This section of the book is from the Guide To Hardy Fruits And Ornamentals book, by Thomas Joseph Dwyer, published in 1903.
These should be pruned, planted and cared for in the same way as the standard apples, however, as they are not near as strong and vigorous. Twenty-five feet is far enough to set them apart. They are often grown profitably for commercial purposes. Their principal use is for Jellies. We follow with a small selected list of varieties for home use and market purposes.
-- Large, roundish. deep red with blue bloom, very pretty, flesh yellowish, excellent for cider and jelly. Popular. November, keeping late into winter.
* Lady Elgin
-- Similar to the Lady Apple in size and appearance, tender, juicy and good; an upright; vigorous grower early and prolific bearer. Season, September and October.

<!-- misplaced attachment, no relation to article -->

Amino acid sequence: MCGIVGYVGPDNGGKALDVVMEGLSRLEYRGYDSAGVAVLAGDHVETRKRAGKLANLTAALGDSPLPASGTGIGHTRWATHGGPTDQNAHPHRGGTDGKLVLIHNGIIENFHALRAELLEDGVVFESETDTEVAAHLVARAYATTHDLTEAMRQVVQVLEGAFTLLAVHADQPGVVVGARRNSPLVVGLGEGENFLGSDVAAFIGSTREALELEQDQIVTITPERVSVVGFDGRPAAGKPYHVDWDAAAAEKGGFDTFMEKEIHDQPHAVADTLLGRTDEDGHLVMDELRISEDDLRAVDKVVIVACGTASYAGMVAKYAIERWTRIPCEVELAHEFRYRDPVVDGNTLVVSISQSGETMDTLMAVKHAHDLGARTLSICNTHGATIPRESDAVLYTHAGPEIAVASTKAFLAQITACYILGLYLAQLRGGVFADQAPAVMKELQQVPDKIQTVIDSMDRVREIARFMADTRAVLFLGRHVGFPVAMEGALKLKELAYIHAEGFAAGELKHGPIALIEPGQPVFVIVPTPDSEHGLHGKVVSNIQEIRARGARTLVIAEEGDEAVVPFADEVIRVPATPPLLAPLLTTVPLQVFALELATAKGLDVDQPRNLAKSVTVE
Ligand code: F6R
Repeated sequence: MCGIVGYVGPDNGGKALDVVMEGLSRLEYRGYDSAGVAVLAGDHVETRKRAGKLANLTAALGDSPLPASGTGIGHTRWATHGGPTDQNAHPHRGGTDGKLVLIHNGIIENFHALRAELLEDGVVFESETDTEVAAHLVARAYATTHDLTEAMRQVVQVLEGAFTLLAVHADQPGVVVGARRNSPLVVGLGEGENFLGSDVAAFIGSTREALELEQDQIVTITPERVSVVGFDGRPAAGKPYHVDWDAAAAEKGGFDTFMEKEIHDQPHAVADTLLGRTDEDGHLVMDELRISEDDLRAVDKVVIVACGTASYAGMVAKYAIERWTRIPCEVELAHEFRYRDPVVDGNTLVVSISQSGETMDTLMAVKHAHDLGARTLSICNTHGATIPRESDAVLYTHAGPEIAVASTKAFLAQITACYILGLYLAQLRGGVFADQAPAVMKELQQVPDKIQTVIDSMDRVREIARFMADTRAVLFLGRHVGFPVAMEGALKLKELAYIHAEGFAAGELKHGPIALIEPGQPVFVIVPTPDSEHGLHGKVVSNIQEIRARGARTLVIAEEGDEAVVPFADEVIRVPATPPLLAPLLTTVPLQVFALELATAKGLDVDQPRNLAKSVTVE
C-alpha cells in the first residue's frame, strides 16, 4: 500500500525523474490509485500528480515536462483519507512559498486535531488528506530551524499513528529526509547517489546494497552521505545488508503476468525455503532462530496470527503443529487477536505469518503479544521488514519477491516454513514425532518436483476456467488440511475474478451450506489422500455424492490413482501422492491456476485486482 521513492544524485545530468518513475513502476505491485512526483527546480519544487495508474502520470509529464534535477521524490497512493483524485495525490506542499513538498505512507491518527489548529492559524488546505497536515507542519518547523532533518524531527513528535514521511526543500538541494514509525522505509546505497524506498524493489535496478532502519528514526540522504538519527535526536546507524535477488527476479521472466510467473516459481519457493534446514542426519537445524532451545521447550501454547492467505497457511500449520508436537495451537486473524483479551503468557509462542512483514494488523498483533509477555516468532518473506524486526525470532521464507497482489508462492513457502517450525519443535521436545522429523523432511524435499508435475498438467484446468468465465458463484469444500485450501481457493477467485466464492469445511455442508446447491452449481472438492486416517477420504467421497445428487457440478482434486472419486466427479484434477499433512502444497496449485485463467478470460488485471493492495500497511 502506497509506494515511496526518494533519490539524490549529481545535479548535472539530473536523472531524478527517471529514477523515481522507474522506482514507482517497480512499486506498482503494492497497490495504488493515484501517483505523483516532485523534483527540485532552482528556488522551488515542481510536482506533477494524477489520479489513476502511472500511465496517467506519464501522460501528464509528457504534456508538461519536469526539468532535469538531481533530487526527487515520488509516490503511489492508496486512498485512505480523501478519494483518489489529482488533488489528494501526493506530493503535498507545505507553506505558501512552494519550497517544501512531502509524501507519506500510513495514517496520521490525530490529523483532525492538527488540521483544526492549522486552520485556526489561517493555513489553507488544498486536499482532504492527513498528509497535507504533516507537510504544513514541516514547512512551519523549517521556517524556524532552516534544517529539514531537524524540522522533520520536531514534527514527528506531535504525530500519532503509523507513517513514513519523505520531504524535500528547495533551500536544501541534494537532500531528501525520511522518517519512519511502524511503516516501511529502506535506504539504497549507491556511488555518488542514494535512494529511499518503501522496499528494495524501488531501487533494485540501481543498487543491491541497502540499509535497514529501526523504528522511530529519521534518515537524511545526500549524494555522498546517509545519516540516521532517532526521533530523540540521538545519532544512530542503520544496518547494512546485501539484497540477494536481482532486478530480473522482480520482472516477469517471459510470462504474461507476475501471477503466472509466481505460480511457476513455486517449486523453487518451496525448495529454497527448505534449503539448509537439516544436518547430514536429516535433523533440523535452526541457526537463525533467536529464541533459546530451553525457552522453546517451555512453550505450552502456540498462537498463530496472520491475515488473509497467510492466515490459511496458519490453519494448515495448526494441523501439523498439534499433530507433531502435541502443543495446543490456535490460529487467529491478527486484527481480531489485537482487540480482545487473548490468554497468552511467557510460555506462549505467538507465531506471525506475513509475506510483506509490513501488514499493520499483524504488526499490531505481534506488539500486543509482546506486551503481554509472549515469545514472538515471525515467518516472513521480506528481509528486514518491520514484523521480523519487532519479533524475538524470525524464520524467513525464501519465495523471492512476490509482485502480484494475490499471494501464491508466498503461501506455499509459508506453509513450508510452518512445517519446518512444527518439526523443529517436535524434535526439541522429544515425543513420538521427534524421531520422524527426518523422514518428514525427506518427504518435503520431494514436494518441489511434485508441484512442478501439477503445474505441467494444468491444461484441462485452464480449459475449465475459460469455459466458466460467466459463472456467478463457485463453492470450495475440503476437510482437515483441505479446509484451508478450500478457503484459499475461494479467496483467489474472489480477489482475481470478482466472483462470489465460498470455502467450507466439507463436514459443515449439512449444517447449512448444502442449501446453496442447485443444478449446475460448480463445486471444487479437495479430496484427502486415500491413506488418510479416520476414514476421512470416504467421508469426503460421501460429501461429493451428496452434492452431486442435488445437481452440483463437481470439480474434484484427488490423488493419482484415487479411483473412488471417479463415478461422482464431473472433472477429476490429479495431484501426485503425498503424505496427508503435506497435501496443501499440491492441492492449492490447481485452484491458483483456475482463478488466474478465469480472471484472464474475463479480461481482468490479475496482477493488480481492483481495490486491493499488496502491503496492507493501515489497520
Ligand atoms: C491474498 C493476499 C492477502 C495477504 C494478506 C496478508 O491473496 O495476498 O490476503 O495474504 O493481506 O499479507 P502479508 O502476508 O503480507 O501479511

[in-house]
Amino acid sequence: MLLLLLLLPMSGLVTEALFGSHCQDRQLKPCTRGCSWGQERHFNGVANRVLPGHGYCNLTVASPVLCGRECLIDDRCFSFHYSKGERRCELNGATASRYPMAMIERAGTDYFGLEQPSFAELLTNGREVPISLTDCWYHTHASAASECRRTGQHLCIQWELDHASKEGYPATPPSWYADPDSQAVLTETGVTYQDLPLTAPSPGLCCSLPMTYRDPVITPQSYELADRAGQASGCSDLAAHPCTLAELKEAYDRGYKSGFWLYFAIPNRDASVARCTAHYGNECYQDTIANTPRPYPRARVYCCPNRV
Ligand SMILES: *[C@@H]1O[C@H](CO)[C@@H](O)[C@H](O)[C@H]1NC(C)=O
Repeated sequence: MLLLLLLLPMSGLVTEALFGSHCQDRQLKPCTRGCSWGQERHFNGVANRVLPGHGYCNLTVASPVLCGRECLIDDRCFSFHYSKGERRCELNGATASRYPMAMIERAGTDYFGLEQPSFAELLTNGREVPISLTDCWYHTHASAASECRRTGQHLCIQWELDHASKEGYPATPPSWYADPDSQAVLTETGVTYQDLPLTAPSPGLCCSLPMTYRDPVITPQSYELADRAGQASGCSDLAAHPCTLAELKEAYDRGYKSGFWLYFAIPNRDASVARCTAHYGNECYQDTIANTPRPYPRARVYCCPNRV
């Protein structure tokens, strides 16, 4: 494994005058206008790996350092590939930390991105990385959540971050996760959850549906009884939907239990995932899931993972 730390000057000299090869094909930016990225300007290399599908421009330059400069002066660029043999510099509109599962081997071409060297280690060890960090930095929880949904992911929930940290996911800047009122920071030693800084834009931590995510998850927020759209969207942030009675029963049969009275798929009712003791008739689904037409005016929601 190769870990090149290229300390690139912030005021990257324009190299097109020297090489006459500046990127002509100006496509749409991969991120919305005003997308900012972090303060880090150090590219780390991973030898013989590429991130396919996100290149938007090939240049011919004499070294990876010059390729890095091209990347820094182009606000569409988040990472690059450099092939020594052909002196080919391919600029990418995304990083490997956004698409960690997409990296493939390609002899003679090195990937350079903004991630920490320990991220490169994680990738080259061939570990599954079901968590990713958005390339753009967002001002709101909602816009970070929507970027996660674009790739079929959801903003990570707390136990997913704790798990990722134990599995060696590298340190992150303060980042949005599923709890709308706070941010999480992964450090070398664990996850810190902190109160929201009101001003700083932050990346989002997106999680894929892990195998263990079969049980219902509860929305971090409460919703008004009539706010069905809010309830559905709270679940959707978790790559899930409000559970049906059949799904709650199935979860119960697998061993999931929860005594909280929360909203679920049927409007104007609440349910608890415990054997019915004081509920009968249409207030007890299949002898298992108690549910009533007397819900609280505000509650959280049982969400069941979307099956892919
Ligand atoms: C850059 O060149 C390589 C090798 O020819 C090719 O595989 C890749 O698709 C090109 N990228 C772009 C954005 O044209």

-- Raised from seed of Wealthy in Minnesota. Very hardy, productive, and one of the best flavored varieties. Ripens in September. Nearly as large as Red Astrachan, more beautiful in appearance. Very valuable.
-- Tree remarkably vigorous, growing to a good size. and immensely productive. Comes into bearing a little the second year from planting, bearing every year after, and producing good crops by the fourth year. Fruit very large, from one and one-half to two inches in diameter. Excellent for sauce and pies, both green and dried. The best of its class for cider, being juicy and crisp, and is also, by many, considered a good eating apple Skin yellow, striped with red. Season, September and October.
* Gen. Grant
-- Large, round; yellow, striped with dark, almost black, red on sunny side; flesh white, fine grained, mild sub-acid. Season, October.
* Red Siberian
-- About an inch in diameter, grows in clusters; yellow, lively scarlet cheek; bears young and abundantly. Season September and October.
* Yellow Siberian
-- Nearly as large as the Red Siberian; fine amber or golden-yellow color. Season, September and October.